No sweet year, bitter Sour, first year of Modi govt. 2.0 edition

By Abdulhafiz Lakhani / Ahmedabad

From 2019 to 2020  year of Modi 2.0 has been  unprecedentedly difficult for India on all major fronts, economy suffered badly and India has been pushed to poverty, Lockdown created havoc in the lives of millions of poor, lack of strategy, thoughtfulness and policy has hit India hard adding to the woes of corona crisis, hundreds of migrants lost their lives and thousands are still stranded on roads, On the occasion of Modi 2.0 anniversary, India witnesses social unrest, devastated economy and diplomatic hassles.

The sudden lock down created an economic and humanitarian crisis unprecedented in the country.  The most shocking fact was the national media initially decided to sit out of this story, but when economic hardship and denial of life became heart rendering, a few media outlets did come in open to narrate the human suffering created by the ill-conceived idea of lock down to contain the Covid-19.

The government’s sudden decision to shut the nation stripped invisible millions of their livelihood as 81 % of the urban population, 87% of the rural population lost their jobs. In April alone, some 1220 crore jobs were lost and about 1215 lakh workers were rendered jobless. The unemployment rate shot up to an unprecedented 26% from 8% due to nationwide lock down. Further, the economic growth fell to a zero, with some financial institutions pegging it at 0.1 GDP%, and some even giving it negative points.

Politicians are good at making promises. Prime Minister Narendra Modi is no exception. In fact, he particularly excels at it. But if the proof of the pudding lies in its eating, without exception every politician falls short. Probably, marketing dreams, promising good life is an integral part of politics everywhere.

Here we started with Jawaharlal Nehru offering socialism to wipe the tears of a long-suffering people starved of two square meals a day. His daughter, Indira Gandhi, rose very high on the catchy slogan of Garibi Hatao. Half a century later, millions of Garibs are seen on India’s roads trekking miserably back home to their villages from the poverty and squalor of towns they are leaving behind due to the lockdown on their daily income.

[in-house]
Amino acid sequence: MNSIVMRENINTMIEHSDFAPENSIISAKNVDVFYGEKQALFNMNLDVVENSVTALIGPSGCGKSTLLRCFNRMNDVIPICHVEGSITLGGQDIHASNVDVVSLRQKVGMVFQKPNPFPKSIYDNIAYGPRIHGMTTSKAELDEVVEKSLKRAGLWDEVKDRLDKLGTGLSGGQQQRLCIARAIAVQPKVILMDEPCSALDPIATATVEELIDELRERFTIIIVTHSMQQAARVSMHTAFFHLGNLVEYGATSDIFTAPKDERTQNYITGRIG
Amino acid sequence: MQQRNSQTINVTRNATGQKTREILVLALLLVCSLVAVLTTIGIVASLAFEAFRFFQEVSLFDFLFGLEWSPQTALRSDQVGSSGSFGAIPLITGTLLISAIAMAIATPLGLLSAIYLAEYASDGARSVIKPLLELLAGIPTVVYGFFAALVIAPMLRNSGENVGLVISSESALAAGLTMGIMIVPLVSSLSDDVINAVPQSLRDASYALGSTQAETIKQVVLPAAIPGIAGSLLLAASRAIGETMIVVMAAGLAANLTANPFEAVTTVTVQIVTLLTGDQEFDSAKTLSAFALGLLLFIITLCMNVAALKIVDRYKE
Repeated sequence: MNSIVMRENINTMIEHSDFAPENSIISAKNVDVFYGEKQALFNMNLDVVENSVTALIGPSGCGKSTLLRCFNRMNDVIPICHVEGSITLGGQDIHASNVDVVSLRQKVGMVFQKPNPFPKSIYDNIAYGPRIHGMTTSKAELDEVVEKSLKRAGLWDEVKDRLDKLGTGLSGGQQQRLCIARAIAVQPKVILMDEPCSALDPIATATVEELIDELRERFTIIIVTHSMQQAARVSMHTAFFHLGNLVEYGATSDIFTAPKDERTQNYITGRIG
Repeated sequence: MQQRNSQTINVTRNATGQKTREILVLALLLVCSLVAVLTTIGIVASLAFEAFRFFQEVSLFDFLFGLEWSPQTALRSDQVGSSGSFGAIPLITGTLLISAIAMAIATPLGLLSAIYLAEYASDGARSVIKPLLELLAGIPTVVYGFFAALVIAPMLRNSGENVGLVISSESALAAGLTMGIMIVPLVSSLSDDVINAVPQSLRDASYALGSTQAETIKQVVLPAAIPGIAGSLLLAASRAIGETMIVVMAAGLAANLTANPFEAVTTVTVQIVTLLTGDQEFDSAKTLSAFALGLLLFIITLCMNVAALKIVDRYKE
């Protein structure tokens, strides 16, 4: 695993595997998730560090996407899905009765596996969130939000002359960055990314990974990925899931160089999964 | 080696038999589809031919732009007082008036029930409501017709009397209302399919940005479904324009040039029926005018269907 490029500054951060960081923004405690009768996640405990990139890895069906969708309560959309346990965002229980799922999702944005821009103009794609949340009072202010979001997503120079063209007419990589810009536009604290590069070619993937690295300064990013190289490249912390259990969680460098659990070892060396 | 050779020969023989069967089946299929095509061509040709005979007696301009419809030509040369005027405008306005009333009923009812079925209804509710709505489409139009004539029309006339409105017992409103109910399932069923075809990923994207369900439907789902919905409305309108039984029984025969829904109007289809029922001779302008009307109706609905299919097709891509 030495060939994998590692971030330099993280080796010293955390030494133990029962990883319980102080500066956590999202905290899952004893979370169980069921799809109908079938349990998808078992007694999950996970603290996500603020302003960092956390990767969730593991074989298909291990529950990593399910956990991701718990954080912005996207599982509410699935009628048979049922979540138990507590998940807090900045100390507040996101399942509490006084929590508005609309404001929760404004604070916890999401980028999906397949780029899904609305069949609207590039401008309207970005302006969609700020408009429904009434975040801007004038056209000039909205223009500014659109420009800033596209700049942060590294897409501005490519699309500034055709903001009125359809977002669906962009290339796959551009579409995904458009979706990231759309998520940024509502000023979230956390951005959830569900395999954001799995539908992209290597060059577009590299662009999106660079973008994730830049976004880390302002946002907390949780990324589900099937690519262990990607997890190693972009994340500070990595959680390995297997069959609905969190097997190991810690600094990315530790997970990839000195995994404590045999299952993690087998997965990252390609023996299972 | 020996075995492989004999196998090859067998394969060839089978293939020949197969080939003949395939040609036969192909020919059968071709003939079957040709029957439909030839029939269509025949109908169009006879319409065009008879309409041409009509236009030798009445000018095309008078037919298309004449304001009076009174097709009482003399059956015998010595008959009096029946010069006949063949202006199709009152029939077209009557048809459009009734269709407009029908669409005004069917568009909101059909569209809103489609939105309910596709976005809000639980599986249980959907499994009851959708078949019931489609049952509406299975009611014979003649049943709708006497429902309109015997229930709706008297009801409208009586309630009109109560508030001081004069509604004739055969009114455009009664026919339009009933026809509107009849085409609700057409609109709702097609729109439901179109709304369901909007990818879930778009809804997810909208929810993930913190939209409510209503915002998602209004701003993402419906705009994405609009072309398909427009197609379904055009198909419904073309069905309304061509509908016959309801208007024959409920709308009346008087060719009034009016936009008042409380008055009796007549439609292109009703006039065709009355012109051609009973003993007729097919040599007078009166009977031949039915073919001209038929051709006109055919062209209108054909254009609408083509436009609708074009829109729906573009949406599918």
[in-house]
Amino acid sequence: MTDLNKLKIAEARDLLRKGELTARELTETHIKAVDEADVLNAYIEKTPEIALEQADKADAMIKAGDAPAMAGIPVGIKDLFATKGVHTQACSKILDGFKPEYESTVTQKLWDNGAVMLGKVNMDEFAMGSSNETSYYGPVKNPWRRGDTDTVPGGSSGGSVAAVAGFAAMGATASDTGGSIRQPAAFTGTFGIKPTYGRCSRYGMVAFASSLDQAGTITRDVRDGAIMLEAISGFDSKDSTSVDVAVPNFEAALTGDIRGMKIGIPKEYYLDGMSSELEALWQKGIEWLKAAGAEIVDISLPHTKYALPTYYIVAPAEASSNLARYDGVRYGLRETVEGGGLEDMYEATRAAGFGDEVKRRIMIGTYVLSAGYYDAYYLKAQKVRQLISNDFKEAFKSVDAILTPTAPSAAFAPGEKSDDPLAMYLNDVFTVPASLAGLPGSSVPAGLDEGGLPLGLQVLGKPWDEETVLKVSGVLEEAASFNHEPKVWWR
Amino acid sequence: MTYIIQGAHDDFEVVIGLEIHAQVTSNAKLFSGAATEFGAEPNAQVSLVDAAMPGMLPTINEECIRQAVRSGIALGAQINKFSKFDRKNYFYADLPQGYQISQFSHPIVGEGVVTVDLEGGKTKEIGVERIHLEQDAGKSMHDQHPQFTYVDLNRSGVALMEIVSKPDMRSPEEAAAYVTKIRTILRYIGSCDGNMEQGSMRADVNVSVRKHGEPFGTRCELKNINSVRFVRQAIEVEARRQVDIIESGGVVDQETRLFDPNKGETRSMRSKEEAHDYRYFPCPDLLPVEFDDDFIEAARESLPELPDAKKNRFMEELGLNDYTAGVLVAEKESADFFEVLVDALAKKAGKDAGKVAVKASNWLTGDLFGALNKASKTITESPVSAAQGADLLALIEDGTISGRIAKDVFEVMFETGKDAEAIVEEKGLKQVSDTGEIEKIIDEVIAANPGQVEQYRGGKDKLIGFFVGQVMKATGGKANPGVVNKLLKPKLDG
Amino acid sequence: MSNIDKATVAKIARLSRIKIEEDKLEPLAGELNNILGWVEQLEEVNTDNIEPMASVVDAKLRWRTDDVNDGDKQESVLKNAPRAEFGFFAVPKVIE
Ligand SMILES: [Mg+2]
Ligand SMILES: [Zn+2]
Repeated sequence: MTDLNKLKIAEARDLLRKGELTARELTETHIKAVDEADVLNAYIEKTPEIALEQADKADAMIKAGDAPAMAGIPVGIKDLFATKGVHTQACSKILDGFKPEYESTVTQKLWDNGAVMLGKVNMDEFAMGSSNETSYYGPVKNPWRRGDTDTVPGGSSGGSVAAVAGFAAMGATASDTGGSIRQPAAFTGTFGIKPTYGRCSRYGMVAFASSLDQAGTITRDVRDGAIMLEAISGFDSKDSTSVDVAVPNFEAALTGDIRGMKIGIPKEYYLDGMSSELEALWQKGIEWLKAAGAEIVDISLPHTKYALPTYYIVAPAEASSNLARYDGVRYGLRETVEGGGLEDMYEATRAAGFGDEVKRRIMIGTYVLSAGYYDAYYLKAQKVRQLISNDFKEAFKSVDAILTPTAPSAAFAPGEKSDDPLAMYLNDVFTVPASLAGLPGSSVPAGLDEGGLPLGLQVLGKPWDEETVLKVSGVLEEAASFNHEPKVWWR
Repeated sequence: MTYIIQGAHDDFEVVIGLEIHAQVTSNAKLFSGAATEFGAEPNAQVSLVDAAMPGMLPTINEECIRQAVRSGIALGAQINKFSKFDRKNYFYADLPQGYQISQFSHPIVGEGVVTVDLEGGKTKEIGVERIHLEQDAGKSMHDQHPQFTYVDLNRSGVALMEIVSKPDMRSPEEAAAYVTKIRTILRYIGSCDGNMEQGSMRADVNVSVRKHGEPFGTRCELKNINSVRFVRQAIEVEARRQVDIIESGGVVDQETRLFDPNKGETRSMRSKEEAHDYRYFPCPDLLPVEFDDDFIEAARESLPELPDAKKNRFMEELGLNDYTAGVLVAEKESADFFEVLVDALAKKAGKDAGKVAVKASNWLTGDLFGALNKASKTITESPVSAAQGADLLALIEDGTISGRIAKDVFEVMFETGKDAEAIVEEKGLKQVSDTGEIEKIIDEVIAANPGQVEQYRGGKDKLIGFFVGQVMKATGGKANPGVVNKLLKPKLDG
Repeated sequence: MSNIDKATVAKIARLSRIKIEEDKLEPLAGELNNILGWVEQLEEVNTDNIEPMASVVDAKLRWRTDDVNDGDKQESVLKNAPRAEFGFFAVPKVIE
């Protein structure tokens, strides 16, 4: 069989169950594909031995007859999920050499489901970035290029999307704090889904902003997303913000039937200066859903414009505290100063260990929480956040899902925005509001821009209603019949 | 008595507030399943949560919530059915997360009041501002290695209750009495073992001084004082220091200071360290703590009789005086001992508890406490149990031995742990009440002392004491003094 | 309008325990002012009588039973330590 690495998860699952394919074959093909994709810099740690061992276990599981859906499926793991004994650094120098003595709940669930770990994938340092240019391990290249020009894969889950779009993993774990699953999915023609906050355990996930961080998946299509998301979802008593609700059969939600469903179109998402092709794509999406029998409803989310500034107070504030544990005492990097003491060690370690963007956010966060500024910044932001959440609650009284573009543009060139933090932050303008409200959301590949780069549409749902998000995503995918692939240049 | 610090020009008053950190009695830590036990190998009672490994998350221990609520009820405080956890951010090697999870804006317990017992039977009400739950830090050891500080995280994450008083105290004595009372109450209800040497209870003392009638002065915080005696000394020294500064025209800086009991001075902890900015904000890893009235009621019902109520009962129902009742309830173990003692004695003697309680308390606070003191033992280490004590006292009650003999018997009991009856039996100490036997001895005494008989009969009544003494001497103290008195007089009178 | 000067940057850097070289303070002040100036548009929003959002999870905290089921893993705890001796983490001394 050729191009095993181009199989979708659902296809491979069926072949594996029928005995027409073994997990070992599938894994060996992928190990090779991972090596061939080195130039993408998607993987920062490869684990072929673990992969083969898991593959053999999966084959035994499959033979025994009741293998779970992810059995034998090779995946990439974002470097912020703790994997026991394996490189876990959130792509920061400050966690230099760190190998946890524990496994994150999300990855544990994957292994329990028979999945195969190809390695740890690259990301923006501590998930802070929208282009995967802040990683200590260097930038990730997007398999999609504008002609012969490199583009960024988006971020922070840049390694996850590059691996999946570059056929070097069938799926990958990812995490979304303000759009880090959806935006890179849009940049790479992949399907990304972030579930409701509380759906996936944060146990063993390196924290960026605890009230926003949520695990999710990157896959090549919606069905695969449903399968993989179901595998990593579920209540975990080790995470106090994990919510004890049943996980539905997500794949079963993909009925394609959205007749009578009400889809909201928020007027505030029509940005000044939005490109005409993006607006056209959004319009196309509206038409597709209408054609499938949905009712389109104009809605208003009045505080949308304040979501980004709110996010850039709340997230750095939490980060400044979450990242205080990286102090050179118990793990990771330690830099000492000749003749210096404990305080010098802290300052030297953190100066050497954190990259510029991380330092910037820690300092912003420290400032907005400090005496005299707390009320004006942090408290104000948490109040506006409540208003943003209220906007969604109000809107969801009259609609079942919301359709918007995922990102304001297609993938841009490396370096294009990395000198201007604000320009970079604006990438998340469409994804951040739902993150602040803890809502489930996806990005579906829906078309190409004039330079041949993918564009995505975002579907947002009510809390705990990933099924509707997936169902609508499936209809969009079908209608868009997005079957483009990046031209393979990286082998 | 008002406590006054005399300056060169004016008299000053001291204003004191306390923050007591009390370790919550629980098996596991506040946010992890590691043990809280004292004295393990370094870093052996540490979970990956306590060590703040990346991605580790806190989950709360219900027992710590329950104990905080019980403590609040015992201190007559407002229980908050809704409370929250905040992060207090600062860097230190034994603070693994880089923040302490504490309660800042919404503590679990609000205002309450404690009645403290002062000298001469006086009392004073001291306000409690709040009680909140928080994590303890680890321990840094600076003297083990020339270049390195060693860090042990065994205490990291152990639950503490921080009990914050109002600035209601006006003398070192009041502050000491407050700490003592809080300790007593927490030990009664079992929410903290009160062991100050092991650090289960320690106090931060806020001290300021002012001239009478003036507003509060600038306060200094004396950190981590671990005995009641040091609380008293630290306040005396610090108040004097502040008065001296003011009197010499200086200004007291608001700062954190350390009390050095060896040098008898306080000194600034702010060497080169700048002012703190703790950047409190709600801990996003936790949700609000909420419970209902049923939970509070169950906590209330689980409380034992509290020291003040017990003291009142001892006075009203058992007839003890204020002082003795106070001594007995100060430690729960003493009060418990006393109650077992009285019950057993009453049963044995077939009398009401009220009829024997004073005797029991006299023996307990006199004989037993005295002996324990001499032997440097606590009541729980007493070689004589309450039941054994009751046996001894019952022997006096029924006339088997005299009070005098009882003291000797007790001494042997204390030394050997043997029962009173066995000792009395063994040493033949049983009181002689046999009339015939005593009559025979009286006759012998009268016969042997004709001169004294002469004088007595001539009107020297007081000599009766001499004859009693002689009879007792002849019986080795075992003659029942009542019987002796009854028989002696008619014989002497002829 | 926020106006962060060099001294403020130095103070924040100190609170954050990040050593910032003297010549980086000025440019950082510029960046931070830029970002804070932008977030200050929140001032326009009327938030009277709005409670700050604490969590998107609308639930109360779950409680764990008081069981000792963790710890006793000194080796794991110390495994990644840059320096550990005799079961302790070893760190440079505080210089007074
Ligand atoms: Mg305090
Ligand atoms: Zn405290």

In between, we have had a number of other pretenders to the New Delhi throne whose stint was largely unremarkable, barring one. Manmohan Singh’s promise of unshackling the animal spirits of the entrepreneurial class to ensure handsome economic growth, too, remained largely unfulfilled.

 Now come to Modi. Into his sixth year, he has promised to complete the process of reforms which the Narasimha Rao-Manmohan Singh team had begun in the 90s but which was abandoned halfway, without allowing it to realise its full potential. Surprisingly, in the midst of the coronavirus lockdown, the Modi Sarkar revived the reforms package.

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 It undertook to free land and labour markets, carry out structural reforms in the financial sector, open up the economy for foreign direct investment, and remove obstructions in the way of foreign companies setting up shop here. It also promised to free up the mining sector, allowing for public-private partnership. Likewise, it promised to remove caps on foreign investment in most sectors of the economy.

 All these promises constituted what was said to be the Rs. 20-lakh crore economic salvage package which cumulatively constituted, it was claimed by the Prime Minister, ten percent of the GDP. Of course, in real terms the package was about one percent of the GDP. In fact, the main part of the package had little to do with the corona pandemic. The long-overdue reforms could have been announced any time before or after the pandemic. 

People and investors have lost their faith in the sagging Indian economy Today economic growth is at 5% but it is not only the 5% which is a cause of concern… the share of agriculture in our GDP has dropped to a record low of 14%,”, that 65% of Indian people depend on agriculture.